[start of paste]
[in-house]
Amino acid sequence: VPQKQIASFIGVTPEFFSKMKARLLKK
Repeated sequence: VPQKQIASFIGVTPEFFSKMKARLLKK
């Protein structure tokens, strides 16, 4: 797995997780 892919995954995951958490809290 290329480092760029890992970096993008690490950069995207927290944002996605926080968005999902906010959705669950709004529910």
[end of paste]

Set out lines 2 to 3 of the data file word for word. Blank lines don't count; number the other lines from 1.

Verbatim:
Amino acid sequence: VPQKQIASFIGVTPEFFSKMKARLLKK
Repeated sequence: VPQKQIASFIGVTPEFFSKMKARLLKK